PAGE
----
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Tucson Symphony Orchestra Young Composer Project alum returns, guests as soloist

Nicholas Mariscal is coming home to perform. He will solo with the Tucson Symphony Orchestra on Aram Khachaturian’s Concerto-Rhapsody for Cello.

A decade ago, the Tucson Symphony Orchestra programmed Tucson native Nicholas Mariscal’s composition “Sic Transit Gloria Mundi” on a Masterworks concert.

It was the first time the TSO featured the work of a Young Composers Project alumnus on a subscription concert.

This weekend, they are shining an even bigger spotlight on the Tucson native.

Mariscal will solo with the orchestra on Armenian composer Aram Khachaturian’s dramatic Concerto-Rhapsody for Cello.

It is the first of what Music Director/Conductor José Luis Gomez hopes will be routine for the orchestra, bringing back talented young musicians who made their mark with the orchestra as kids to return several years later as soloists.

“I’m thrilled to have the chance to come back and play with my hometown orchestra,” Mariscal said earlier this month from Florida, where he is a first-year fellow of the New World Symphony, a post-graduate training program for “exceptionally gifted” musicians. NWS alumni have gone on to leadership and principal roles in orchestras around the country including the Los Angeles Philharmonic, Dallas Symphony, Metropolitan Opera and midsize orchestras around the country.

“I got to know so many of the (TSO) members from participating in YCP, and even though the orchestra has changed in a lot of ways since I left Tucson eight or nine years ago, I am really excited to come back and play with them,” added Mariscal, 26, who graduated with his master’s degree last spring from the University of Southern California after earning his bachelor’s degree from Indiana University.

Mariscal said the Khachaturian work is fairly obscure. It was composed in 1963 for one of the greatest cellists of all times, Mstislav Rostropovich, who played the world premiere.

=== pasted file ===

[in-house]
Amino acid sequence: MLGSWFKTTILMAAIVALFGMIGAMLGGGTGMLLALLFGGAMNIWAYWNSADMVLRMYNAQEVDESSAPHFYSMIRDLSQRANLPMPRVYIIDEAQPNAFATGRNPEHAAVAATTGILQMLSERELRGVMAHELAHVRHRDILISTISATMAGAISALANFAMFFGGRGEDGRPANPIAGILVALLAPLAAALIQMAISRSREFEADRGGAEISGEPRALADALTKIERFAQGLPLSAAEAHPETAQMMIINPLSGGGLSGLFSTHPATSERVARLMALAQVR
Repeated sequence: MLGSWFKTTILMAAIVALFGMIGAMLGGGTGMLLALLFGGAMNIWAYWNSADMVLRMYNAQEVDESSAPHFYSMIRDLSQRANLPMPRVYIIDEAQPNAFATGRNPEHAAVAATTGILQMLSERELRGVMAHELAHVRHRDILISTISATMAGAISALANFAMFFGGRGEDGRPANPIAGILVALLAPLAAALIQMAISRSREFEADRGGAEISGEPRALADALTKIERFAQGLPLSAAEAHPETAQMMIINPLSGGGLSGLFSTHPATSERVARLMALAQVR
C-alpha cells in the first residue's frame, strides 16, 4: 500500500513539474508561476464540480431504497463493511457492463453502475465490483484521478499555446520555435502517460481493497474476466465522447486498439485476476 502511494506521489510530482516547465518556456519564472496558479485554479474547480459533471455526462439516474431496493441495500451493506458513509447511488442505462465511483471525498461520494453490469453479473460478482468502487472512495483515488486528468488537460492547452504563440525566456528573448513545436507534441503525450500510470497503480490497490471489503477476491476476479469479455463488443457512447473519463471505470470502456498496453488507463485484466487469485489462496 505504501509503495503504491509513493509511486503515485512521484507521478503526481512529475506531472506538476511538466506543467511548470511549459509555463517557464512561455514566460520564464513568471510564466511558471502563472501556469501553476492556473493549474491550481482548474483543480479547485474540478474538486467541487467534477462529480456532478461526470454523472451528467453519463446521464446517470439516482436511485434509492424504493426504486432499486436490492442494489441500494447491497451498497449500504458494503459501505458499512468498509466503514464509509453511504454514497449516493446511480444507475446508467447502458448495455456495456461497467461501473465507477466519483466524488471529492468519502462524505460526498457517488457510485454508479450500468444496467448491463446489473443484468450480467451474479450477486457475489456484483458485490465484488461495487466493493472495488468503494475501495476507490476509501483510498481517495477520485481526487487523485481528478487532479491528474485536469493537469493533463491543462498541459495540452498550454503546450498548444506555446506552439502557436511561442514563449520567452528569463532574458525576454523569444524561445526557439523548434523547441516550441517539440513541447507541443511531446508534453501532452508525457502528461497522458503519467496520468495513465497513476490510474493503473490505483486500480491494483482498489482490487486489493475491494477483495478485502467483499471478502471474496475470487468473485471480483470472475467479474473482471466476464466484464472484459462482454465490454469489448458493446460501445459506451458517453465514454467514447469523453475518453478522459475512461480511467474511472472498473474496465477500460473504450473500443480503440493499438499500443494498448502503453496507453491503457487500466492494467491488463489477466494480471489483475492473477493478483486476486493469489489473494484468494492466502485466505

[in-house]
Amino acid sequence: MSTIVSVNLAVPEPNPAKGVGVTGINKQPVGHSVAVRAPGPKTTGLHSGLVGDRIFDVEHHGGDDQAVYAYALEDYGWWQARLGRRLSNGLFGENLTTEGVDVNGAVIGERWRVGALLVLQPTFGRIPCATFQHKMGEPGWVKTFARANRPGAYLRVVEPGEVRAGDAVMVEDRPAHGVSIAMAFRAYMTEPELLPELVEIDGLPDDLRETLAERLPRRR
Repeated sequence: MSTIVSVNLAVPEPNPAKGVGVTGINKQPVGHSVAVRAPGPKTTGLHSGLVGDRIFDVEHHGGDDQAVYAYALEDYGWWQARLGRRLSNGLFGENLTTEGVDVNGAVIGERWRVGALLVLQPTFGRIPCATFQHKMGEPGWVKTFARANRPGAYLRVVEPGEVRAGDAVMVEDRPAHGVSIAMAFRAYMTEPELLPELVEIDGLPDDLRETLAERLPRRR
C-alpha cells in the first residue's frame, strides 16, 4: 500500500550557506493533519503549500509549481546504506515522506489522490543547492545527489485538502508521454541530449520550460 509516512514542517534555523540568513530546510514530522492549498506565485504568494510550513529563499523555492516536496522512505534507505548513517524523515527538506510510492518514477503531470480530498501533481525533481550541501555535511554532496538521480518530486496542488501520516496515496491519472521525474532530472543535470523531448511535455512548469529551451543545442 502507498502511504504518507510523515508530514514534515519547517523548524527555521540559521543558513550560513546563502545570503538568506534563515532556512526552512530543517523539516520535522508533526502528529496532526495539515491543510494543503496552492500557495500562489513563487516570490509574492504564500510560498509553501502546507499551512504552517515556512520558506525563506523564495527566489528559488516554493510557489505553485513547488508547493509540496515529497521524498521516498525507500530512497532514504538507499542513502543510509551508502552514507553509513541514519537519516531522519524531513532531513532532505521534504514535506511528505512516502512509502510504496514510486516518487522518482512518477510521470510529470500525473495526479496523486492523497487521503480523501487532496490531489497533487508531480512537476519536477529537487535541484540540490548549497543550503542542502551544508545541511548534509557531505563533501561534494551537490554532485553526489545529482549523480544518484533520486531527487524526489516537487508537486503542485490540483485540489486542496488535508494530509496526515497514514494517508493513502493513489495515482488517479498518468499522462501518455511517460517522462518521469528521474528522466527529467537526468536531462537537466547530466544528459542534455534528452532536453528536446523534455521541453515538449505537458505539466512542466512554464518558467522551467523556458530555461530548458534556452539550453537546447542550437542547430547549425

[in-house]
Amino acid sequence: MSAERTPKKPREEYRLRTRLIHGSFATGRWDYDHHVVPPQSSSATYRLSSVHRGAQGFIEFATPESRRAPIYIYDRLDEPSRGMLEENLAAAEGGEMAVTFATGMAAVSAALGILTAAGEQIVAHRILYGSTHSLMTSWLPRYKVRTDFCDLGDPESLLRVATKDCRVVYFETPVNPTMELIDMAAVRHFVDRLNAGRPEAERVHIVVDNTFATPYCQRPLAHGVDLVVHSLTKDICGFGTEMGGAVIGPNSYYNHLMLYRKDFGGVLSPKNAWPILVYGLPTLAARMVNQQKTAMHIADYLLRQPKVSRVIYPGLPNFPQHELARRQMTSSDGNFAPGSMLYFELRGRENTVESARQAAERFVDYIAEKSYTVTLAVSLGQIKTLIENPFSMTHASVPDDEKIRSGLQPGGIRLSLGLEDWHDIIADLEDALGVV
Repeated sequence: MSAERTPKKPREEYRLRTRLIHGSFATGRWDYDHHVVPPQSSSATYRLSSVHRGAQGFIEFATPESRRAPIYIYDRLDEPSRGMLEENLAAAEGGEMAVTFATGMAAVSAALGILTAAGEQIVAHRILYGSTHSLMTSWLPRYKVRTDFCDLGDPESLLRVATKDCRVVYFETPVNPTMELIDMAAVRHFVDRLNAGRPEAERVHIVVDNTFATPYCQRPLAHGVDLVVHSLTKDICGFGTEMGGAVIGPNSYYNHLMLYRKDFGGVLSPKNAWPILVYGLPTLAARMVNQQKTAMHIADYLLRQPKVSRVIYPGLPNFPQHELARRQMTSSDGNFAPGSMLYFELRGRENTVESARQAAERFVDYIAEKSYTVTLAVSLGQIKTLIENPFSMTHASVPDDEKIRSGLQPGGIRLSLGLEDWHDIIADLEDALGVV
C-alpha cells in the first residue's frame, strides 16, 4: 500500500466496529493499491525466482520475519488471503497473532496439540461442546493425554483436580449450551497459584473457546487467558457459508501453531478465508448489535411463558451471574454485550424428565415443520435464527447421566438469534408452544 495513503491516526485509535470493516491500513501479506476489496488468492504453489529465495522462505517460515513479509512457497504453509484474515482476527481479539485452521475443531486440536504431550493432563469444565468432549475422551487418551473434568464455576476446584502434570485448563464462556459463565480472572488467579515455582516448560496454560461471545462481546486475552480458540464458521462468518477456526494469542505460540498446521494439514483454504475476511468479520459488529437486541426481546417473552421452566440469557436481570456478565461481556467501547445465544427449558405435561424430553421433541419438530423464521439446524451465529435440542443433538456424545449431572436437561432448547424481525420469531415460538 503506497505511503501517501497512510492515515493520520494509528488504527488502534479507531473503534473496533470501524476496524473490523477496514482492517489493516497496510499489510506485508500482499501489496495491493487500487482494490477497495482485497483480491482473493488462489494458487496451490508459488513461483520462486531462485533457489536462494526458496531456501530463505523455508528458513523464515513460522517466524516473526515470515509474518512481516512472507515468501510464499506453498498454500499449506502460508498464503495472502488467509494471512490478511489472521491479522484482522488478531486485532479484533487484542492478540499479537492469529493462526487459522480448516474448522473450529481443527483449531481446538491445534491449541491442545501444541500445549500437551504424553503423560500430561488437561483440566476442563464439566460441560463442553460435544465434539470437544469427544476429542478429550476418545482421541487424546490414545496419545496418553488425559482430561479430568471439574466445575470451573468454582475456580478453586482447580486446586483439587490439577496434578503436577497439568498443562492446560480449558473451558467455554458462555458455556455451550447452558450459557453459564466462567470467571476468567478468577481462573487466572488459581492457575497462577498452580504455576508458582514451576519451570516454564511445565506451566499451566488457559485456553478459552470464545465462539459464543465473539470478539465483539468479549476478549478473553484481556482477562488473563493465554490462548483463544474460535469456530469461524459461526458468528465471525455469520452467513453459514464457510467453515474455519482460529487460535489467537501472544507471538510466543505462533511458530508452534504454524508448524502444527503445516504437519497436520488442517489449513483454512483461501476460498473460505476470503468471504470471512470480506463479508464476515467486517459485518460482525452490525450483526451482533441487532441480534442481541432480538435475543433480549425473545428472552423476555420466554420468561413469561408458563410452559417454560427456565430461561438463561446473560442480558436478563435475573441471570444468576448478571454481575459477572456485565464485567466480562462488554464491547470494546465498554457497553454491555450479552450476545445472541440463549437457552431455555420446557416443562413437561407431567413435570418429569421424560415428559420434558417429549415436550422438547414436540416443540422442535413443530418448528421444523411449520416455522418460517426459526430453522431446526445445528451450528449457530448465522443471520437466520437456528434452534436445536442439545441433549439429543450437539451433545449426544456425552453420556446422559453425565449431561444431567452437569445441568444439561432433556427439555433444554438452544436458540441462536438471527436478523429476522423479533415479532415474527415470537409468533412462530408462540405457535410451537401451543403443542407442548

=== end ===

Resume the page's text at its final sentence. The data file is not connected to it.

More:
“It’s really not performed very often and there are only a handful of recordings,” said Mariscal, who is familiar with the piece but has never performed it in concert. “I think it’s a really fantastic and exciting piece and it’s a real challenge for the cellist.”

The challenge starts after the horn intro when the cellist is put through a five-minute unaccompanied cadenza that Mariscal described as “daunting.”

He will perform the piece twice this weekend.

Back in Florida, he performs regularly with the New World Symphony in between auditioning for orchestras around the country. Among them, he said, he has auditioned for principal cello roles with orchestras in Detroit, Vancouver and Colorado.

Also on this weekend’s program is a world premiere of a TSO commission, “In the Kingdom of Bells” by New Jersey composer Scott Ordway.

In program notes, Ordway, a celebrated composer that the Boston Globe described as “an American response to Sibelius,” described “In the Kingdom” as “a meditation on a simple, but fantastical idea, the sound of all the world’s bells ringing at once. An unseen force calling bells large and small to life or,” he adds, “some occasion of such overwhelming and universal joy that we, the community of humanity, organize a global festival of bells as the only commensurate response.”

Spanish conductor Josep Caballé Domenech will be at the podium for this weekend’s concerts.

Contact reporter Cathalena E. Burch at or 573-4642. On Twitter @Starburch.

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